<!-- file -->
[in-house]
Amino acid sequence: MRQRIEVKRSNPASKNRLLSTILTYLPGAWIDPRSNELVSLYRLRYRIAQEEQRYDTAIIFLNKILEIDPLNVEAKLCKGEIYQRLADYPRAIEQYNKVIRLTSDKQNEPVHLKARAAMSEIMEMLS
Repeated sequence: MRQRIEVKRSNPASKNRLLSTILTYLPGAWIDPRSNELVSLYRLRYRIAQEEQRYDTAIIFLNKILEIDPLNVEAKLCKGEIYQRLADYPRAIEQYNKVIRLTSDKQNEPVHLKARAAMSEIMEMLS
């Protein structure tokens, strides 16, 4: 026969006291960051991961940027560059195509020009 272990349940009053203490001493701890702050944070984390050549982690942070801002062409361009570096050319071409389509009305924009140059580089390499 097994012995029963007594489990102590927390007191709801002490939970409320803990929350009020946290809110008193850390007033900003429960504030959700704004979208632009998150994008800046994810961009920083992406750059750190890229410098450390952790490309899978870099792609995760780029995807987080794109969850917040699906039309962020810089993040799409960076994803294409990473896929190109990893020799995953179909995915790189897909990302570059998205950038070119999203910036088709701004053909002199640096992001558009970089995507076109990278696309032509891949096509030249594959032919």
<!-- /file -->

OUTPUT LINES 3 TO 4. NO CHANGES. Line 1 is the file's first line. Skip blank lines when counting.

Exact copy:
Repeated sequence: MRQRIEVKRSNPASKNRLLSTILTYLPGAWIDPRSNELVSLYRLRYRIAQEEQRYDTAIIFLNKILEIDPLNVEAKLCKGEIYQRLADYPRAIEQYNKVIRLTSDKQNEPVHLKARAAMSEIMEMLS
């Protein structure tokens, strides 16, 4: 026969006291960051991961940027560059195509020009 272990349940009053203490001493701890702050944070984390050549982690942070801002062409361009570096050319071409389509009305924009140059580089390499 097994012995029963007594489990102590927390007191709801002490939970409320803990929350009020946290809110008193850390007033900003429960504030959700704004979208632009998150994008800046994810961009920083992406750059750190890229410098450390952790490309899978870099792609995760780029995807987080794109969850917040699906039309962020810089993040799409960076994803294409990473896929190109990893020799995953179909995915790189897909990302570059998205950038070119999203910036088709701004053909002199640096992001558009970089995507076109990278696309032509891949096509030249594959032919």